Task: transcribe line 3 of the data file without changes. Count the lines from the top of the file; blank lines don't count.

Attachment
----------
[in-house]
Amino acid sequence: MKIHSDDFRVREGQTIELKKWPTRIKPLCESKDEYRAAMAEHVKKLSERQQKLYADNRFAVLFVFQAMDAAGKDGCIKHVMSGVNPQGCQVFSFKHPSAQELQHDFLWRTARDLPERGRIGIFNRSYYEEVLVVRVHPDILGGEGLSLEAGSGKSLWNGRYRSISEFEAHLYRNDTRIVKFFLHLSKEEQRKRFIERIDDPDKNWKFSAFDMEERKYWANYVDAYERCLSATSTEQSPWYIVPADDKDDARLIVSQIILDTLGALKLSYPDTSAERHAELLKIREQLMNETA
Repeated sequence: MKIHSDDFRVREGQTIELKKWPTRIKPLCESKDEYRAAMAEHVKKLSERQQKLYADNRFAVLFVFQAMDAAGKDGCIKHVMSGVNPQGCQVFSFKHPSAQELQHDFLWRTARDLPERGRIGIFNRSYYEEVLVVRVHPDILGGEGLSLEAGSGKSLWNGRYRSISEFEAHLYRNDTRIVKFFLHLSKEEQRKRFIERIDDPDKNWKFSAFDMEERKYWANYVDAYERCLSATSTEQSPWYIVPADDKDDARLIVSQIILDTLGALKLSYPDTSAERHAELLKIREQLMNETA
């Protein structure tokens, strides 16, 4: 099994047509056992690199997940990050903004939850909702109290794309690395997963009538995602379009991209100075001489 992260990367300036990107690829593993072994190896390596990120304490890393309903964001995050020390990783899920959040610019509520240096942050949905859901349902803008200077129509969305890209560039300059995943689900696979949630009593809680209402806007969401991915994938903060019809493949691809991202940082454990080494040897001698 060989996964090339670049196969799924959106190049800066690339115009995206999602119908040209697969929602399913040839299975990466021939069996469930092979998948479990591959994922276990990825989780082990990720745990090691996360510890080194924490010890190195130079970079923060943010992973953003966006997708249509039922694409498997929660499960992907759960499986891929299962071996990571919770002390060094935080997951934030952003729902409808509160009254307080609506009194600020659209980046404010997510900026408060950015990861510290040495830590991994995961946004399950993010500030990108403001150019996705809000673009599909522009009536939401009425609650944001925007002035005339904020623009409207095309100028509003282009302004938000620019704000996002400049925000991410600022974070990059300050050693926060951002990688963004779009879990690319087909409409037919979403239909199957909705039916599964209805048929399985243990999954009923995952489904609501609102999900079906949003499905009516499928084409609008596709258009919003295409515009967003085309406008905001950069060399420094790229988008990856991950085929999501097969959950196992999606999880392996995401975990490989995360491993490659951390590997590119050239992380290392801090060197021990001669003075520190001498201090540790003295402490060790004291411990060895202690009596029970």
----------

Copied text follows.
Repeated sequence: MKIHSDDFRVREGQTIELKKWPTRIKPLCESKDEYRAAMAEHVKKLSERQQKLYADNRFAVLFVFQAMDAAGKDGCIKHVMSGVNPQGCQVFSFKHPSAQELQHDFLWRTARDLPERGRIGIFNRSYYEEVLVVRVHPDILGGEGLSLEAGSGKSLWNGRYRSISEFEAHLYRNDTRIVKFFLHLSKEEQRKRFIERIDDPDKNWKFSAFDMEERKYWANYVDAYERCLSATSTEQSPWYIVPADDKDDARLIVSQIILDTLGALKLSYPDTSAERHAELLKIREQLMNETA